Communicating across different warehouses

Miscommunications are one of the most common problems when it comes to inventory transfers. Knowing what is being transferred, what was lost or damaged in transit, and when inventory will arrive can be difficult to track across multiple locations. In addition, if you’re using manual processes or don’t have access to a real-time view of inventory activity, this will inevitably cost your business time and money.

 

How to improve warehouse communication:

Cloud-based software that syncs in real time across your different locations ensures reliable communication and improves scalability. You can get the full picture of what was moved, how much, when, where, and any other pertinent information you want to include. This removes guesswork and human error.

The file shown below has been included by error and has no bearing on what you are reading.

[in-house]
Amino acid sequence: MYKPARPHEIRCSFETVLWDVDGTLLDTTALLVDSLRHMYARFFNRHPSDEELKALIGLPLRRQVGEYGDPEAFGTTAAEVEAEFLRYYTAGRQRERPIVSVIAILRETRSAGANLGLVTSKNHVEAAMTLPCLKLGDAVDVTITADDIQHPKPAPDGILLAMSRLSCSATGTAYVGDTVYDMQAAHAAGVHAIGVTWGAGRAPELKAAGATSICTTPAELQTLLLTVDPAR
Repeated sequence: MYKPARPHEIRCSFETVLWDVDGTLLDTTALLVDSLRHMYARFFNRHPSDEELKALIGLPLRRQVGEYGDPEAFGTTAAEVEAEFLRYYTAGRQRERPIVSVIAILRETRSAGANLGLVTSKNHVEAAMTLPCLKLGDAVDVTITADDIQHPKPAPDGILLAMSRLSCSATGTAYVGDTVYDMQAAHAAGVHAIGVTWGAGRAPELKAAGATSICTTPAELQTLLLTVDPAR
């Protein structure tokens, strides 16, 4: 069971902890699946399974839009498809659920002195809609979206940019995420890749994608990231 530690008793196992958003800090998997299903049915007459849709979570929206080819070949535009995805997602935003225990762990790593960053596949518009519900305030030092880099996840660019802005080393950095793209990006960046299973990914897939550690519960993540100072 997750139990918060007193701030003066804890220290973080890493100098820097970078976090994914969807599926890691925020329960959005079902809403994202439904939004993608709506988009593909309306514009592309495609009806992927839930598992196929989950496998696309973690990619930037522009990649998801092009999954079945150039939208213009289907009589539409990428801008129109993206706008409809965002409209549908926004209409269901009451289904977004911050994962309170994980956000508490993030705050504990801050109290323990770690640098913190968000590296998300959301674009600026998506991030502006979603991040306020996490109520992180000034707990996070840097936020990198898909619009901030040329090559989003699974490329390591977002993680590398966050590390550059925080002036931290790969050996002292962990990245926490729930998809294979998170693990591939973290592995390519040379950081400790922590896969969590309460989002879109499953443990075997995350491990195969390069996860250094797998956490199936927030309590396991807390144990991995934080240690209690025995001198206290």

Automation is key to a smooth management workflow and can help eliminate miscalculation oversights. Erply’s back office adapts to any changes in real-time and will account for shipping time, transfer costs, and zip code-based tax rates. Say you have physical stock at a warehouse but it’s currently on reserve for a large order. Erply will notify you if any discrepancies occur so you can proactively order items from suppliers. A growing business that is overwhelmed with keeping track of new processes across multiple locations can use inventory management software to ease into the transition. Because Erply is cloud-based, all of your business’ information is stored in the back office, eliminating the need for stores to talk to one another.